Prior to the installation, a new/rebuilt rotating assembly was installed in the pump. While the rated capacity of the motor on this system is 125 horsepower, historic power readings and pump curves indicated that this pump was operating at approximately 95 horsepower at the time of installation.

The coupling was installed with the induction rotor mounted to the motor shaft, and the magnet rotor was connected to the pump shaft. The standard air gap between these coupling halves is 0.1 inch per side with no additional shims installed. However, one problem that was encountered during the installation was 0.03 inch of axial movement in the motor shaft. Given this axial movement and the known levels of additional thermal shaft growth, an additional 0.05-inch air gap spacer shim was inserted. The total available air gap was increased to 0.125 inch on each side of the magnet rotor, and this increase had a negligible impact on the pump speed.

Figure 2. Air gap cross section drawing

First, the installation procedures required tightening the induction rotor half of the coupling onto the motor shaft. Jacking bolts were then used to center the magnet rotor inside the induction rotor before its hub was tightened onto the pump shaft. Without end play or thermal growth, the magnet rotor would normally be perfectly centered. In this case, the magnet rotor would grow toward the motor as the pump heated. Therefore, the air gap was set with 0.115 inch on the load side and 0.135 inch on the motor side, with the expectation that it would be nearly centered after thermal growth occurred during operation. This style coupling can be off-center axially or in a parallel or angular way by the full distance of the air gap (as long as the sides do not touch) without any negative effects.

The motor was energized and the pump was allowed to reach operating temperature. Thermal, rpm and vibration data were collected to determine performance. Vibration readings initially indicated looseness in the pump. During inspection, it was determined that the pump foot was loose. After tightening the foot, vibration levels dropped to well below acceptable limits.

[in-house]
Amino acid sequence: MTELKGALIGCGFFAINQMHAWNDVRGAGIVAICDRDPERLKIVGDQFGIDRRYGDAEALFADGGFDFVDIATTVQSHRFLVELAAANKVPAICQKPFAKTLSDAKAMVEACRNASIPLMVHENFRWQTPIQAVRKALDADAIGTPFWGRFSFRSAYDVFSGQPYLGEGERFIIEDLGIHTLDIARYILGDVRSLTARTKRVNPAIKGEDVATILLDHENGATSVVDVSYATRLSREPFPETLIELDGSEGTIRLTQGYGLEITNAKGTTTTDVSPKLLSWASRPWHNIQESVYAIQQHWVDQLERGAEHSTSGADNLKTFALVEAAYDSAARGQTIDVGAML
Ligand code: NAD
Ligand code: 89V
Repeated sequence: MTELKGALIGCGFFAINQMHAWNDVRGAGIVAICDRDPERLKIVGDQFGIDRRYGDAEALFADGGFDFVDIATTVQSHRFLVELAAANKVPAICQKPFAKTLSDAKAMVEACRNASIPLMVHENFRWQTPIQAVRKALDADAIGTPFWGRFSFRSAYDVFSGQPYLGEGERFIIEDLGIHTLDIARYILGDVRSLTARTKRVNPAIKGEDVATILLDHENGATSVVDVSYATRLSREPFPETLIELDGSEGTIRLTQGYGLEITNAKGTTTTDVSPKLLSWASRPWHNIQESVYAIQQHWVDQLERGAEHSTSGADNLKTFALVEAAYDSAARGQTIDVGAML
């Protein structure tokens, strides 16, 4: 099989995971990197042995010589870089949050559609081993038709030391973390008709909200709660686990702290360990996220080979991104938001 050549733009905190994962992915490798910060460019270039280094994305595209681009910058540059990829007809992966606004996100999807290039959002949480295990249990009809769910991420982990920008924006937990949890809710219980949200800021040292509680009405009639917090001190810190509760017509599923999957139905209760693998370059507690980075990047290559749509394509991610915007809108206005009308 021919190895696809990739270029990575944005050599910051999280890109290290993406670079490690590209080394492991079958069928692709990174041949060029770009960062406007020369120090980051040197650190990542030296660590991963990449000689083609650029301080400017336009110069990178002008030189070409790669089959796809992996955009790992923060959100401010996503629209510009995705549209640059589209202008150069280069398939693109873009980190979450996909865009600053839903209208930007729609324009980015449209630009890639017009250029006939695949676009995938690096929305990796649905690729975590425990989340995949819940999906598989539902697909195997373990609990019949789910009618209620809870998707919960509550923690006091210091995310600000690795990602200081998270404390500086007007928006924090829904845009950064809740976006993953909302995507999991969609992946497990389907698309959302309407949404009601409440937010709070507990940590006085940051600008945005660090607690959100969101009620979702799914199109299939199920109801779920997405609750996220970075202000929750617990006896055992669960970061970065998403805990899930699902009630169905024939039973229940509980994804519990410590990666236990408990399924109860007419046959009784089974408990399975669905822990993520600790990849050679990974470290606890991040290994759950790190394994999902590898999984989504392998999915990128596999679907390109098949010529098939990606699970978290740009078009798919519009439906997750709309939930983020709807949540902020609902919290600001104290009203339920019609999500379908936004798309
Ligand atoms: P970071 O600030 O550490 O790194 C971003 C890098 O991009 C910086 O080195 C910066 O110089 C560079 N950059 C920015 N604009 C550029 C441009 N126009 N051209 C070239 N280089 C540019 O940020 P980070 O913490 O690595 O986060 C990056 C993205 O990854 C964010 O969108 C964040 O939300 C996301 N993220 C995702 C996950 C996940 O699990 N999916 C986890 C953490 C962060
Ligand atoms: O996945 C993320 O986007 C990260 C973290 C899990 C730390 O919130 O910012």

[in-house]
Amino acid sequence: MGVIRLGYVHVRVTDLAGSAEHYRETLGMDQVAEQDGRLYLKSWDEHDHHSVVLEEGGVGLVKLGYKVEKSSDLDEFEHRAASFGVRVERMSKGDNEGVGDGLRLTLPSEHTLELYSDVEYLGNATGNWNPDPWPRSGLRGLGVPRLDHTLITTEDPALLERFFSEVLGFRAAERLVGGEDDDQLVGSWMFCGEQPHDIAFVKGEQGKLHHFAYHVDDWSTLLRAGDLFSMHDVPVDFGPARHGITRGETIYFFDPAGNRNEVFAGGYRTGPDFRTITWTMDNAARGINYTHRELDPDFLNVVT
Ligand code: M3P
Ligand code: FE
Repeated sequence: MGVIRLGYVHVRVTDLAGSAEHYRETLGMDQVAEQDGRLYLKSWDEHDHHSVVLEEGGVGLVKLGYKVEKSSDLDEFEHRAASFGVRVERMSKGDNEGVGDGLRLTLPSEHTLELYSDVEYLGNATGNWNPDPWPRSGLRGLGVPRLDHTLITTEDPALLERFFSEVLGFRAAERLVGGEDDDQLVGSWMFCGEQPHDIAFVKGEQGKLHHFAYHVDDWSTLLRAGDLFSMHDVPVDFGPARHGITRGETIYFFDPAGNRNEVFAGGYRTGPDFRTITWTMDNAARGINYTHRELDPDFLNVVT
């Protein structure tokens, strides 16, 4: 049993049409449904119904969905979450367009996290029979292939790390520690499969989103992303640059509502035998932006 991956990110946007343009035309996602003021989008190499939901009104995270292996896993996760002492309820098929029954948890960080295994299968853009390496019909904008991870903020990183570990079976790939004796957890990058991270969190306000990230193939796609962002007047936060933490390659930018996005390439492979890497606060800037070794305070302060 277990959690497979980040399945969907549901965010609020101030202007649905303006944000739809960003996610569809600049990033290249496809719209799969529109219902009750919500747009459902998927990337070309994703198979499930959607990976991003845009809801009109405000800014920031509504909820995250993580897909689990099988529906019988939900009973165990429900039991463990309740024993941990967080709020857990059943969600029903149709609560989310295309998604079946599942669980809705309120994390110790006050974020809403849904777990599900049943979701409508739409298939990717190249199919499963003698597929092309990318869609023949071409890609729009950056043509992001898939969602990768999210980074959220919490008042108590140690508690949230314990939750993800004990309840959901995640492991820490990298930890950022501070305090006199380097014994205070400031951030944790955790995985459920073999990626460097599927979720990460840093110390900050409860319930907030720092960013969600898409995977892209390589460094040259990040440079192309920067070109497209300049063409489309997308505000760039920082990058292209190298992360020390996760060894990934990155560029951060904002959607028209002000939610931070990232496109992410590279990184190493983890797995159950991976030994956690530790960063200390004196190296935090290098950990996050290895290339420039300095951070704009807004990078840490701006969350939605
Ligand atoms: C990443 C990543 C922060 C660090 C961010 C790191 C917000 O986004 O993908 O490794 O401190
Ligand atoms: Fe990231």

Another noted benefit was thermal isolation. The air gap effectively insulated the motor from the 503 F temperatures in the pump. The pump side of the coupling remained relatively cool at 119 F because of air cooling, but the motor side of the coupling was at an even lower 105 F. It is expected that reduced operating temperatures will extend grease life in the motor bearings, thus increasing motor bearing life.

Table 1. Post-installation operation data


Post installation, vibration levels on the motor and pump fell to well below 0.05 in/sec in all dimensions (see Table 1). This vibration level was well within acceptable limits and far below the more than 0.25-in/sec levels recorded on three other identical hot oil pumps. The air gap also served in an insulating capacity, keeping the pump shaft heat from transferring to the motor.

The coupling’s air gap eliminated the need to perform laser alignment and can significantly reduce vibration levels that result from misalignment. The pump can grow thermally without increased vibration or a loss of torque transmission capacity. Downtime, maintenance and costly equipment repairs will be reduced during the system’s operating life. Perhaps most important, no noticeable effect was seen on the pump’s flow rate, and the overall sludge drying process was unaffected.